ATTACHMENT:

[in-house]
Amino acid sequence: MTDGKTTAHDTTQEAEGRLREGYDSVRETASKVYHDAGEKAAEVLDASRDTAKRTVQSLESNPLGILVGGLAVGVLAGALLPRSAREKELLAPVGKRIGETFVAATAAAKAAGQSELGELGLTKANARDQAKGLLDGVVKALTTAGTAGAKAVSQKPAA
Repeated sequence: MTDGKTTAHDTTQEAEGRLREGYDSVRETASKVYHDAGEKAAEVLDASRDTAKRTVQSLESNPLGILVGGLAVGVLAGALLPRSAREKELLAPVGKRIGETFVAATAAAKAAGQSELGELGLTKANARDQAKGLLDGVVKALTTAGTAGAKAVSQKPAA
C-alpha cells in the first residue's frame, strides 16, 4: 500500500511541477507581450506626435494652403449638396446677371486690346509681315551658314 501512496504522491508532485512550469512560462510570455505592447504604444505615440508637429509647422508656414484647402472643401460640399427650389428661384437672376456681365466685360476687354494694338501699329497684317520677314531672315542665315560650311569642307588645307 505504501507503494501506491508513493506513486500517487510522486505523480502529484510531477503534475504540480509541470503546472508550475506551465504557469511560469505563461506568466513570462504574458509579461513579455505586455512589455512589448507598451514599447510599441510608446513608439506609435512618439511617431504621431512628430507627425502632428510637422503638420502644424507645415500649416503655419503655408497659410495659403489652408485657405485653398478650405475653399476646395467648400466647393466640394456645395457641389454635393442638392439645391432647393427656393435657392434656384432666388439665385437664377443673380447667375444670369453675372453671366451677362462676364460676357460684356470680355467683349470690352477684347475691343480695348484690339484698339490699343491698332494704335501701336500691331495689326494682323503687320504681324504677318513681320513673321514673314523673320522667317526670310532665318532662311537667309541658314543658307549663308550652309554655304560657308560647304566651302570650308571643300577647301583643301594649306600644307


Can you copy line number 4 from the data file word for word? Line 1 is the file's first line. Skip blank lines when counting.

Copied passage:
C-alpha cells in the first residue's frame, strides 16, 4: 500500500511541477507581450506626435494652403449638396446677371486690346509681315551658314 501512496504522491508532485512550469512560462510570455505592447504604444505615440508637429509647422508656414484647402472643401460640399427650389428661384437672376456681365466685360476687354494694338501699329497684317520677314531672315542665315560650311569642307588645307 505504501507503494501506491508513493506513486500517487510522486505523480502529484510531477503534475504540480509541470503546472508550475506551465504557469511560469505563461506568466513570462504574458509579461513579455505586455512589455512589448507598451514599447510599441510608446513608439506609435512618439511617431504621431512628430507627425502632428510637422503638420502644424507645415500649416503655419503655408497659410495659403489652408485657405485653398478650405475653399476646395467648400466647393466640394456645395457641389454635393442638392439645391432647393427656393435657392434656384432666388439665385437664377443673380447667375444670369453675372453671366451677362462676364460676357460684356470680355467683349470690352477684347475691343480695348484690339484698339490699343491698332494704335501701336500691331495689326494682323503687320504681324504677318513681320513673321514673314523673320522667317526670310532665318532662311537667309541658314543658307549663308550652309554655304560657308560647304566651302570650308571643300577647301583643301594649306600644307